Macro Insects

Discussion in '35mm Cameras' started by Paul Furman, Jul 1, 2006.

  1. Paul Furman

    Paul Furman Guest

    Paul Furman, Jul 1, 2006
    #1
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  2. Paul Furman

    hoarcroft Guest

    I don't know how others may react to these photographs, but they are the
    best-lighted and sharpest macros of insects I've ever seen. I went to
    the pishmo.com site, but was defeated by my poor Russian. I could make
    out a few words, but not enough to scan the contents. Above all, I would
    love to know how the photos were made --
    the setup and the equipment used. Beautiful work!

    -
     
    hoarcroft, Jul 1, 2006
    #2
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  3. Paul Furman

    Annika1980 Guest

    Truly awesome stuff. Has to be studio lighting. I like some of the
    bugs that I don't even recognize.
     
    Annika1980, Jul 1, 2006
    #3
  4. Paul Furman

    Annika1980 Guest

    Annika1980, Jul 1, 2006
    #4
  5. Paul Furman

    Mark Roberts Guest

    You might also enjoy this guy's work:
    http://www.markcassino.com/galleries/insects/insects.htm

    I've never met him personally but he used to be quite active on the
    Pentax mailing list. Does awesome snowflake macros, too.
     
    Mark Roberts, Jul 2, 2006
    #5
  6. These are spectacular! I'll bet these aren't handheld. He's definitely
    using at least two flashes and a few extension tubes or bellows. I would
    love to get the full details of the setup used. I wish my macros looked
    that great!!!







    Rita
     
    Rita Ä Berkowitz, Jul 2, 2006
    #6
  7. They ARE spectacular. I agree that they aren't handheld shots. I
    thought maybe studio lighting and extension tubes were used. I'm just
    starting to take macro shots myself. These pics are definitely
    inspirational.
    Helen
     
    helensilverburg, Jul 2, 2006
    #7
  8. Those appear to have used a ring light, and the lense used is
    probably a fairly short macro lense, perhaps about 50-60mm.

    Given the magnification, and the very obviously careful framing,
    it is hard to say if a bellows or extension tubes are being
    used, or if they are just carefully cropped.

    Unfortunately the EXIF data is very minimal.
     
    Floyd L. Davidson, Jul 2, 2006
    #8
  9. Paul Furman

    Alan Browne Guest

    Great photos. Lighting is the key.

    From http://pishmo.com/macro/zhuchki_30.jpg I'd guess a two key light
    setup. In other shots, the BG is well lit as well. Not done on a
    leisurely walk through the forest... most likely in the studio with props.

    Cheers,
    Alan
     
    Alan Browne, Jul 2, 2006
    #9
  10. Paul Furman

    Paul Furman Guest

    Agreed this must be top technical lighting & tripod stuff. Even reduced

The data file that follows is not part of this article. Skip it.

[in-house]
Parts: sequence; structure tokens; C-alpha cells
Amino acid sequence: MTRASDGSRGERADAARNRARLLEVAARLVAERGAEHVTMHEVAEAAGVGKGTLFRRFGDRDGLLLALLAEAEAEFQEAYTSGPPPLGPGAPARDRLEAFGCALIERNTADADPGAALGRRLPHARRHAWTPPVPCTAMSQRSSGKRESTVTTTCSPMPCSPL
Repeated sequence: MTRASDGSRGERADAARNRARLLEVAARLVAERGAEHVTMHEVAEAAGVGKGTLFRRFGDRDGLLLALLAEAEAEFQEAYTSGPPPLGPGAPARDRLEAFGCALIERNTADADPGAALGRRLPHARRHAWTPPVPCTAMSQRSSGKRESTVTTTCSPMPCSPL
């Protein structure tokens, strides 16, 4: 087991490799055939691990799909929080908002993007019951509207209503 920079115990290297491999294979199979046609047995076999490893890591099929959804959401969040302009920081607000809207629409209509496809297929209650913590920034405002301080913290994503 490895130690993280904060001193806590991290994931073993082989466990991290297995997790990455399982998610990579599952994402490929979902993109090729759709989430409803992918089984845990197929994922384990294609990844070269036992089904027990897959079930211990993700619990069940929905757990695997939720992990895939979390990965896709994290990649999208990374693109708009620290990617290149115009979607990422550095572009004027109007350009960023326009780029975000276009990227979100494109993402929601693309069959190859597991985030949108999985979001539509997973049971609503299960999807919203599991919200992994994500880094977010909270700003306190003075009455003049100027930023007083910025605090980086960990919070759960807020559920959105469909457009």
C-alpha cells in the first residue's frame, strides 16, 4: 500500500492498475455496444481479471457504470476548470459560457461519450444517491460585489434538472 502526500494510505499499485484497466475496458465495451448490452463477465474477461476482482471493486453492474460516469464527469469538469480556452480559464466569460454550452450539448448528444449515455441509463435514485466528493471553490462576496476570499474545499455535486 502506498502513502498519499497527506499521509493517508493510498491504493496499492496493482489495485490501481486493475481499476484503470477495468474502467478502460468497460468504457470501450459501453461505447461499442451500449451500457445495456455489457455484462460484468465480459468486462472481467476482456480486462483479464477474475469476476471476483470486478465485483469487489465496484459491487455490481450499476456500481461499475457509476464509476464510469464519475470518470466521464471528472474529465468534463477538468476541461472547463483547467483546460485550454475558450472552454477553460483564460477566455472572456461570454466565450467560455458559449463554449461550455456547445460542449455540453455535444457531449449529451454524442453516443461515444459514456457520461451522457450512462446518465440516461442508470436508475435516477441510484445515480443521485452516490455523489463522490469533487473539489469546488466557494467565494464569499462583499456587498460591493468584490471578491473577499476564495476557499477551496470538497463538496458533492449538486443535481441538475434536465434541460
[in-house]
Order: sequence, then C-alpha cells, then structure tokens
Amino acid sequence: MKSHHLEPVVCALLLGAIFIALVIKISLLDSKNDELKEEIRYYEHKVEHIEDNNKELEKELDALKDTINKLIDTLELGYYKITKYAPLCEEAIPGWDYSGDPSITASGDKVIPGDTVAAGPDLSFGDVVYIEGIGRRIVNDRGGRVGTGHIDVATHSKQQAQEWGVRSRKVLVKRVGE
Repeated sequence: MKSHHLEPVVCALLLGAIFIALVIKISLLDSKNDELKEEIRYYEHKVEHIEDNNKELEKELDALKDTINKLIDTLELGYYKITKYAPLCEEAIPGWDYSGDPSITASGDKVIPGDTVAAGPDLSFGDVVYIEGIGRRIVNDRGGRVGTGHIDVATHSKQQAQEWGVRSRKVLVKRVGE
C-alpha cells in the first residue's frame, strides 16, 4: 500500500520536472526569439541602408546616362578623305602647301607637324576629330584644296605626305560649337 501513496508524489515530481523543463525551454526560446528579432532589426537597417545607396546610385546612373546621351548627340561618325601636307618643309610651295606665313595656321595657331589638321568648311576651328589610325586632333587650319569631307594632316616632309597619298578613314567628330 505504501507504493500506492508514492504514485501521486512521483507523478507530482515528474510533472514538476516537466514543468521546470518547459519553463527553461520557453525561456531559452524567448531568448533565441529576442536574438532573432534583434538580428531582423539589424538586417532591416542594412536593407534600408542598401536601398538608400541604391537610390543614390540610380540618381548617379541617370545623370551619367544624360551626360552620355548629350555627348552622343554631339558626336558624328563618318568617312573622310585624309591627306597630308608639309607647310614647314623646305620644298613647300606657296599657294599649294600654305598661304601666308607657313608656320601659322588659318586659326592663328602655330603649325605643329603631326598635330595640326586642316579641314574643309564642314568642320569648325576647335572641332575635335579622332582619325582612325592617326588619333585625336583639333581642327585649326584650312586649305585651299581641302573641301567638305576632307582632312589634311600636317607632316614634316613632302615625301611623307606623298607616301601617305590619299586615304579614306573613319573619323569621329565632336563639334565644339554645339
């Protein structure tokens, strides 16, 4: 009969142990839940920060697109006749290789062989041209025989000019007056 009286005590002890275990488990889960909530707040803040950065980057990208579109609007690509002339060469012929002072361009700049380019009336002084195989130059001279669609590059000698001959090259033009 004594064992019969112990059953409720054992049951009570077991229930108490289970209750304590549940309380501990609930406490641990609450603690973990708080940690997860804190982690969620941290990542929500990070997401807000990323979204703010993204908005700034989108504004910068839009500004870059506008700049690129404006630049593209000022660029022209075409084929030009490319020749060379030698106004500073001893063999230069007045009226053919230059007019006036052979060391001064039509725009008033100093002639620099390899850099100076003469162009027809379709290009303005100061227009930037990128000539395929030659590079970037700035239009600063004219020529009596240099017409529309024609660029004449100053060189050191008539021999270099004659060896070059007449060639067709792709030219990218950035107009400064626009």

for web it's way beyond anything I have come close to.
     
    Paul Furman, Jul 2, 2006
    #10
  11. Paul Furman

    kombi45 Guest

    I think it's Bulgarian, and it's a web-design company.
     
    kombi45, Jul 3, 2006
    #11
  12. I agree. Simply outstanding. Looks to me like he/she might have been
    using a bellows set up, the magnification is above what a simple macro
    lens would get. The lighting and sharpness are both excellent. DoF is
    very high, I wonder if he used an image stacking program (though how he
    would keep the things still I don't know).

    David
     
    David Littlewood, Jul 3, 2006
    #12
  13. Paul Furman

    hoarcroft Guest

    In <>, on 07/03/06
    at 10:12 AM, David Littlewood <> said:

    [snip]
    I took the plunge and left a message at the site asking for details.
    Perhaps I'll receive a response.

    -
     
    hoarcroft, Jul 3, 2006
    #13
  14. Paul Furman

    Annika1980 Guest

    That pic looks like the work of the Canon Macro MT-24EX twin light.
    Look at the reflections.

    Many of the other pics use diffused lighting. The absence of shadows
    makes it look like a giant diffuser was used.
    Since you are a lighting guru, I'll ask you .... What is the best way
    to create a very diffused light look? Would umbrellas work or would
    you need something more creative like big bounce panels or the old
    flash in the milk jug trick?
     
    Annika1980, Jul 3, 2006
    #14
  15. Paul Furman

    Alan Brwone Guest

    The flash in the milkjug will work very well for small subjects as the
    milkjug is comparatively huge. Shoot through umbrellas are nice. Avoid
    square or rectangular surfaces (for the difuser) as that's the
    reflection you'll get from the surface of the eyes/shell/skin/leaves.
    Best is two or more softened lights. Put the jugged lights left and
    right of the lens axis (or above and below). For a little contrast, set
    one light at 1.5 to 2 stops below the other light.

    Another light on the BG to avoid that "black background macro" look or
    have the soft light sources larger, more powerful and farther back.

    A light tent is another way to go and can be built from pvc pipes and
    ripstop. But if you put it over an aquarium, you're likely to pick up
    reflections of the tent in the glass. With a light tent two or three
    flashes will evenly light the subject. But: All reflective surfaces
    that make a specular angle to the lens will appear pure white and this
    might not be desirable.
     
    Alan Brwone, Jul 3, 2006
    #15
  16. You Russian is probably perfectly OK. It's just that the site is in
    Bulgarian :)
     
    Andrey Tarasevich, Jul 6, 2006
    #16
  17. Paul Furman

    hoarcroft Guest

    In <>, on 07/06/06
    at 11:48 AM, Andrey Tarasevich <> said:


    Oops!


    -
     
    hoarcroft, Jul 6, 2006
    #17
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